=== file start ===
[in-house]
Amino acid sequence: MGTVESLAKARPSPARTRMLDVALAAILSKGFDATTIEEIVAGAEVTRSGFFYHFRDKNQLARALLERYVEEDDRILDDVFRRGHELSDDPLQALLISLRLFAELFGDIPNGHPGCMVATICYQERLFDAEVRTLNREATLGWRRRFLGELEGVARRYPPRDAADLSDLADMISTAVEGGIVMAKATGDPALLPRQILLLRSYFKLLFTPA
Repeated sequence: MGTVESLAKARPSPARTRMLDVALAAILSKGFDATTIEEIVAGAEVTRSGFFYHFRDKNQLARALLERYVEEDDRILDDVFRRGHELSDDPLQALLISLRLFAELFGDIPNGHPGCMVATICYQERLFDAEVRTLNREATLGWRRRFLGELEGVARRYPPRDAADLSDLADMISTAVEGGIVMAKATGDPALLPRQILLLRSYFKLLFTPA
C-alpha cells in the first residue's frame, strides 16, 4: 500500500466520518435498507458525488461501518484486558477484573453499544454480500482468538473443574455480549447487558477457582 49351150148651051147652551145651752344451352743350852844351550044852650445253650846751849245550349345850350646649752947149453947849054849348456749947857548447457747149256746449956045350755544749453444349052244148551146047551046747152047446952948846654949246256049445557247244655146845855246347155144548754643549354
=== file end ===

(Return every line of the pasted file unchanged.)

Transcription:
[in-house]
Amino acid sequence: MGTVESLAKARPSPARTRMLDVALAAILSKGFDATTIEEIVAGAEVTRSGFFYHFRDKNQLARALLERYVEEDDRILDDVFRRGHELSDDPLQALLISLRLFAELFGDIPNGHPGCMVATICYQERLFDAEVRTLNREATLGWRRRFLGELEGVARRYPPRDAADLSDLADMISTAVEGGIVMAKATGDPALLPRQILLLRSYFKLLFTPA
Repeated sequence: MGTVESLAKARPSPARTRMLDVALAAILSKGFDATTIEEIVAGAEVTRSGFFYHFRDKNQLARALLERYVEEDDRILDDVFRRGHELSDDPLQALLISLRLFAELFGDIPNGHPGCMVATICYQERLFDAEVRTLNREATLGWRRRFLGELEGVARRYPPRDAADLSDLADMISTAVEGGIVMAKATGDPALLPRQILLLRSYFKLLFTPA
C-alpha cells in the first residue's frame, strides 16, 4: 500500500466520518435498507458525488461501518484486558477484573453499544454480500482468538473443574455480549447487558477457582 49351150148651051147652551145651752344451352743350852844351550044852650445253650846751849245550349345850350646649752947149453947849054849348456749947857548447457747149256746449956045350755544749453444349052244148551146047551046747152047446952948846654949246256049445557247244655146845855246347155144548754643549354